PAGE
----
“Nobody can predict the future. But we can rehearse for it.”

Introducing a tool to help you plan and design for the future.

You and your team conduct your annual planning meetings. You set your quarterly goals. You rank your priorities for the week. You might even do daily stand-up meetings.

But what about the longer time horizon? Five, ten years down the line? Will your job still exist then? Will your company? Will automation make your industry obsolete? Or could it create new growth opportunities?

Nobody knows the answers to these questions, but we do have tools to help us imagine different possibilities. What’s the worst that could happen? What’s the best? How do we prepare for it?

Lee-Sean Huang speaking about how to bring inclusive futures to life at TechInclusion New York at Viacom, August 2017

Lee-Sean Huang speaking about how to bring inclusive futures to life at TechInclusion New York at Viacom, August 2017

Nobody can predict the future. But we can rehearse for it. We can start today to prepare for tomorrow’s world. Prepare for the future of your career or the future of your whole industry.

Futures thinking is an essential skill today for business and design leaders.

As part of our basic preparedness, we practice fire drills. Unfortunately, many of us have even practiced active shooter drills in school or at work. We hear the airplane safety spiel ever time we fly. We practice for emergencies, but why don’t we practice for the future?

The future is not inevitable. The future is the product of the choices and the preparation that we make today.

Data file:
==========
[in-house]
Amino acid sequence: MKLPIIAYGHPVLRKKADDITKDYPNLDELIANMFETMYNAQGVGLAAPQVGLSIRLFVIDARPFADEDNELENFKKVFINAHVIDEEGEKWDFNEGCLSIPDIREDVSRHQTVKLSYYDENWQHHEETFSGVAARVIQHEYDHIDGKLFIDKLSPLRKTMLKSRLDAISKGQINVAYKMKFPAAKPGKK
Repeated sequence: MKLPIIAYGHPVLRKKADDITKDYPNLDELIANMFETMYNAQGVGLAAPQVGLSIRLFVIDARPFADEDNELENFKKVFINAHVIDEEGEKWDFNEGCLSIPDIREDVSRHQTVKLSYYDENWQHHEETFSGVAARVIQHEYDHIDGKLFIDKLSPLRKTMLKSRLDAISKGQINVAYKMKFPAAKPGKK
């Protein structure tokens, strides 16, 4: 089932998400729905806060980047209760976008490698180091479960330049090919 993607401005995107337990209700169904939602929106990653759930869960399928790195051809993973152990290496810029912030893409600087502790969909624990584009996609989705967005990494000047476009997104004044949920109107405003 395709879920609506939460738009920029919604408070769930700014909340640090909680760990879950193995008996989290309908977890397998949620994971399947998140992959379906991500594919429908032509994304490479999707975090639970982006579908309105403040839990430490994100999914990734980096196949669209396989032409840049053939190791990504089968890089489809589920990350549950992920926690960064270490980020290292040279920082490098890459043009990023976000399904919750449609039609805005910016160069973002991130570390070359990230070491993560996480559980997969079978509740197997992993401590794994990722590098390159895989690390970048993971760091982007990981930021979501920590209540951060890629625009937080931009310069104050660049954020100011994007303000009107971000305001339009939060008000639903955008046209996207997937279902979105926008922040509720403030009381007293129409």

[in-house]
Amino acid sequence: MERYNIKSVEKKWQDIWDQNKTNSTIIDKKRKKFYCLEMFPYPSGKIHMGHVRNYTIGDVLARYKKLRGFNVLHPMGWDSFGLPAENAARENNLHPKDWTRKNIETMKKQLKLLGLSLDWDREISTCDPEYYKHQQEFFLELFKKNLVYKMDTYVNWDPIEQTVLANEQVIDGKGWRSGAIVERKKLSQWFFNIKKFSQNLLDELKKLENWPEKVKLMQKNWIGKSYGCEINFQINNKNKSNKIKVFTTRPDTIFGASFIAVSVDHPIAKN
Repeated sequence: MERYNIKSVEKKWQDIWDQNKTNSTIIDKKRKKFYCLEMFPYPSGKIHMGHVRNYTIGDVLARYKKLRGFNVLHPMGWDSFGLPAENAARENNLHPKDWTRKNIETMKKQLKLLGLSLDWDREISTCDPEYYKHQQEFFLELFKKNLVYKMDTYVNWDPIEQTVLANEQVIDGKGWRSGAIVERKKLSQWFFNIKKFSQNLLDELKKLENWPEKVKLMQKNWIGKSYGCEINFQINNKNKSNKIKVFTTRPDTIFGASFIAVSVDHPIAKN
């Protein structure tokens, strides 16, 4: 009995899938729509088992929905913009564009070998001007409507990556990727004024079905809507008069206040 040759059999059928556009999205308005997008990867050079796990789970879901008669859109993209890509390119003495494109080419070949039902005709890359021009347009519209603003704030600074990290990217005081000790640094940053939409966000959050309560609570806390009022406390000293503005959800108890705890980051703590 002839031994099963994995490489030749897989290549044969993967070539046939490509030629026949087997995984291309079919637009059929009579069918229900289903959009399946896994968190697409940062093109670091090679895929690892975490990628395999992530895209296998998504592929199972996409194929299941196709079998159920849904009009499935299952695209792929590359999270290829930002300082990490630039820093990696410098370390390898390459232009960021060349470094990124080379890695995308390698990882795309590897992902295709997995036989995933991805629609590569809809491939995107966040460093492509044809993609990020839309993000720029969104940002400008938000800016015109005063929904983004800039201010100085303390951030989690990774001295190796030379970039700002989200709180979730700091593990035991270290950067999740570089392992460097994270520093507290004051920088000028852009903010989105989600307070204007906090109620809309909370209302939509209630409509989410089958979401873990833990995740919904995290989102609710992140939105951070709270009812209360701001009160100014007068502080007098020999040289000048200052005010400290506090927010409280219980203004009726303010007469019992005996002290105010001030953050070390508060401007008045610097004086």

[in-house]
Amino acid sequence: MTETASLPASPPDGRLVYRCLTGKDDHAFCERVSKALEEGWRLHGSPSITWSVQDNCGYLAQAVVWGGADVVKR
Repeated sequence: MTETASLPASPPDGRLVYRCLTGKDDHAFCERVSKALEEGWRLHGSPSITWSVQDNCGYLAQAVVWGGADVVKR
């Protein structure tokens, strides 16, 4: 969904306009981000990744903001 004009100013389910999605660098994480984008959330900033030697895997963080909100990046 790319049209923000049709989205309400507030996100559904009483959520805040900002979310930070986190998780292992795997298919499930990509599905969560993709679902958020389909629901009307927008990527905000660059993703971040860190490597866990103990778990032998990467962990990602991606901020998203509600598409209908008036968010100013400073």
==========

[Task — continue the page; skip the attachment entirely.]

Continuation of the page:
What kind of futures scenarios might you and your organization face ten years in the future? What will you do to prepare for them?

“Ten years is far enough in the future to be beyond the planning horizon of most organizations, yet it is not so far out that it seems unbelievable or irrelevant. Ten years is also far enough ahead to see clear patterns that are not visible in the noise of the present.” — Robert Johansen, Leaders Make the Future : Ten New Leadership Skills for an Uncertain World, 2012

The Foossa Futurecasting Canvas (FFC) is a tool for teams and organizations to model, rehearse, and prepare for the future as part of your core strategic planning and innovation practices.

The FFC is based on our “designing the future” work with organizations ranging from Fortune 500 corporations to city governments to the United Nations. We have also used it to teach at top universities and design schools like the Parsons School of Design at the New School.

We are making the Foossa Futurecasting Canvas available for anyone to use. You can view and download the FFC on Slideshare.

What kind of futures scenarios might you and your organization face ten years in the future? What will you do to prepare for them?

We would love your thoughts on what you think of the Futurecasting Canvasand what we can do to help you design the future. Drop us a line at hello@foossa.com.

Futurecasting Canvas Cheatsheet

Refer to these instructions as a summary for how to use the FFC.

  1. Identify trends and weak signals of interest.

  2. Identify driving forces behind the trends and weak signals.
  3. Prioritize 2–3 driving forces to start.
  4. Map the driving force as a spectrum or continuum: i.e. low to high unemployment, slow to fast technological innovation.
  5. Plot the top two driving force spectrums on the scenario grid.
  6. Optional: Mix in additional “Wild Card” or “Black Swan” scenarios
  7. Build out scenarios from each grid quadrant (and wildcard) using the FFC.
  8. Start thinking through potential implications and indicators of the scenario based on the driving forces at play.
  9. Respond with potential actions in response to the scenario.
  10. Bring the scenario to life with an immersive storytelling sketch.
  11. Give the scenario a title and logline summary.
  12. Pose questions for further discussion and investigation.
  13. Craft a prequel and pre-prequel origin stories to each scenario to understand how they might come to pass.